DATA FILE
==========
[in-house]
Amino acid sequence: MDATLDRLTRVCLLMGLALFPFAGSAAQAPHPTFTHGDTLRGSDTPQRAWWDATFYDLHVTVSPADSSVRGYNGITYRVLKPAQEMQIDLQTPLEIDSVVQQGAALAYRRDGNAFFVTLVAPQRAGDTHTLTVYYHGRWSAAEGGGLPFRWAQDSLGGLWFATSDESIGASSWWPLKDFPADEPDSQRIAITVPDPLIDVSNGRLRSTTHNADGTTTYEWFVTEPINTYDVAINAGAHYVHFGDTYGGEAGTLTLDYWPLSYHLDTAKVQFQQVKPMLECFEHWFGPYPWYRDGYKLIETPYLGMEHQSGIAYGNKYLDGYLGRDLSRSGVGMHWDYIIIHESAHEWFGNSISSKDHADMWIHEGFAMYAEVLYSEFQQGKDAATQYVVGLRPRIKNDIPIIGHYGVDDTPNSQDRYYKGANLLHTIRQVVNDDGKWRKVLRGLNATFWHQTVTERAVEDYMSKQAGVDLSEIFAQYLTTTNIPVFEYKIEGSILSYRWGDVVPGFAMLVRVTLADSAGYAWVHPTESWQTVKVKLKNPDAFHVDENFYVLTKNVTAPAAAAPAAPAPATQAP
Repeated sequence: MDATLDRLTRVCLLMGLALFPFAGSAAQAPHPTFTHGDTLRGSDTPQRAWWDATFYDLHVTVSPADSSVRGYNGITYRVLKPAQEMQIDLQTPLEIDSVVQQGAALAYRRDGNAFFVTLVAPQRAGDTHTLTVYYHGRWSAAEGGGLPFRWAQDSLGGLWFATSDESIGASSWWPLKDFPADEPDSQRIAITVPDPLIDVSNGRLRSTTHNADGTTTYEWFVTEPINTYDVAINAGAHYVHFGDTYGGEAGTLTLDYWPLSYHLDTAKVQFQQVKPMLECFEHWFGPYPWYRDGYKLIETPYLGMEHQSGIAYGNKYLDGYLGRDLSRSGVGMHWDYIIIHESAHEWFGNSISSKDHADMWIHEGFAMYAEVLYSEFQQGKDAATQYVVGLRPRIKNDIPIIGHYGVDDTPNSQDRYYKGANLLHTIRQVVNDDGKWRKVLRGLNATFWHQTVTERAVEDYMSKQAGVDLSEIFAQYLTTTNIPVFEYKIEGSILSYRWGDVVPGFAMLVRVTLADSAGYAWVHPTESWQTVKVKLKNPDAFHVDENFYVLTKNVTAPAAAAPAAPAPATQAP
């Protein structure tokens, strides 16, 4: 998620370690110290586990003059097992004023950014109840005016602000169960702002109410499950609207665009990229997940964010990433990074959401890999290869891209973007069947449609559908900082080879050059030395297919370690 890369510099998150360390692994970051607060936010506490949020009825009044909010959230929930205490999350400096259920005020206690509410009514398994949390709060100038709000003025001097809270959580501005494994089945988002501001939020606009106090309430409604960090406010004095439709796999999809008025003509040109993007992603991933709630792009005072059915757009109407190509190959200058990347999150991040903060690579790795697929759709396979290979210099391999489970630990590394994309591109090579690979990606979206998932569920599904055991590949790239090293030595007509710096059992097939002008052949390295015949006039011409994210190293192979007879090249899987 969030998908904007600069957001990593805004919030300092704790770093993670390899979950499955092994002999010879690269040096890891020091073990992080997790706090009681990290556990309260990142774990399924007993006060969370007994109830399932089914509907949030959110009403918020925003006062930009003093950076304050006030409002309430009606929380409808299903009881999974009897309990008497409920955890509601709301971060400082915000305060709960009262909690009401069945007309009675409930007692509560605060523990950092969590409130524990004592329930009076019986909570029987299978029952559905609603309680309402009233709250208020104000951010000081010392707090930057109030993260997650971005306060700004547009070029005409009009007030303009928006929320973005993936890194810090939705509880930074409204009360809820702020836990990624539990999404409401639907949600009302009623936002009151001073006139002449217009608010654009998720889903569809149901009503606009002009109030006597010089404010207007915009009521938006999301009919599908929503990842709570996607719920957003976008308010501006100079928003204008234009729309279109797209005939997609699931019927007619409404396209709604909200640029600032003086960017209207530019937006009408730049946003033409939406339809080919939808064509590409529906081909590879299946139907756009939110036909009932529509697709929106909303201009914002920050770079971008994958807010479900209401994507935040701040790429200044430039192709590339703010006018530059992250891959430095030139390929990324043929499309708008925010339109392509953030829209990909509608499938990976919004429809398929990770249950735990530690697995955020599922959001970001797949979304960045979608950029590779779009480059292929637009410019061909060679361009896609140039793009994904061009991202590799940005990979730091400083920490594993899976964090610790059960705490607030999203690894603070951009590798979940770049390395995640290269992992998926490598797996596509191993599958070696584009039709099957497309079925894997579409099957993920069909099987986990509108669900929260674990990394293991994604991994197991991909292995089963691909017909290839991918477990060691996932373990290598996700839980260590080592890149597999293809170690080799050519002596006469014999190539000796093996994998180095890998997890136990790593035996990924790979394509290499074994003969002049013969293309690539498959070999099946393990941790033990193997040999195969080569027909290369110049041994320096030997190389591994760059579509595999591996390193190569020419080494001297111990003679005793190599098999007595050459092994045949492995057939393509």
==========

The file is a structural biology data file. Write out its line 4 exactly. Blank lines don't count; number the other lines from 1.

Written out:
């Protein structure tokens, strides 16, 4: 998620370690110290586990003059097992004023950014109840005016602000169960702002109410499950609207665009990229997940964010990433990074959401890999290869891209973007069947449609559908900082080879050059030395297919370690 890369510099998150360390692994970051607060936010506490949020009825009044909010959230929930205490999350400096259920005020206690509410009514398994949390709060100038709000003025001097809270959580501005494994089945988002501001939020606009106090309430409604960090406010004095439709796999999809008025003509040109993007992603991933709630792009005072059915757009109407190509190959200058990347999150991040903060690579790795697929759709396979290979210099391999489970630990590394994309591109090579690979990606979206998932569920599904055991590949790239090293030595007509710096059992097939002008052949390295015949006039011409994210190293192979007879090249899987 969030998908904007600069957001990593805004919030300092704790770093993670390899979950499955092994002999010879690269040096890891020091073990992080997790706090009681990290556990309260990142774990399924007993006060969370007994109830399932089914509907949030959110009403918020925003006062930009003093950076304050006030409002309430009606929380409808299903009881999974009897309990008497409920955890509601709301971060400082915000305060709960009262909690009401069945007309009675409930007692509560605060523990950092969590409130524990004592329930009076019986909570029987299978029952559905609603309680309402009233709250208020104000951010000081010392707090930057109030993260997650971005306060700004547009070029005409009009007030303009928006929320973005993936890194810090939705509880930074409204009360809820702020836990990624539990999404409401639907949600009302009623936002009151001073006139002449217009608010654009998720889903569809149901009503606009002009109030006597010089404010207007915009009521938006999301009919599908929503990842709570996607719920957003976008308010501006100079928003204008234009729309279109797209005939997609699931019927007619409404396209709604909200640029600032003086960017209207530019937006009408730049946003033409939406339809080919939808064509590409529906081909590879299946139907756009939110036909009932529509697709929106909303201009914002920050770079971008994958807010479900209401994507935040701040790429200044430039192709590339703010006018530059992250891959430095030139390929990324043929499309708008925010339109392509953030829209990909509608499938990976919004429809398929990770249950735990530690697995955020599922959001970001797949979304960045979608950029590779779009480059292929637009410019061909060679361009896609140039793009994904061009991202590799940005990979730091400083920490594993899976964090610790059960705490607030999203690894603070951009590798979940770049390395995640290269992992998926490598797996596509191993599958070696584009039709099957497309079925894997579409099957993920069909099987986990509108669900929260674990990394293991994604991994197991991909292995089963691909017909290839991918477990060691996932373990290598996700839980260590080592890149597999293809170690080799050519002596006469014999190539000796093996994998180095890998997890136990790593035996990924790979394509290499074994003969002049013969293309690539498959070999099946393990941790033990193997040999195969080569027909290369110049041994320096030997190389591994760059579509595999591996390193190569020419080494001297111990003679005793190599098999007595050459092994045949492995057939393509």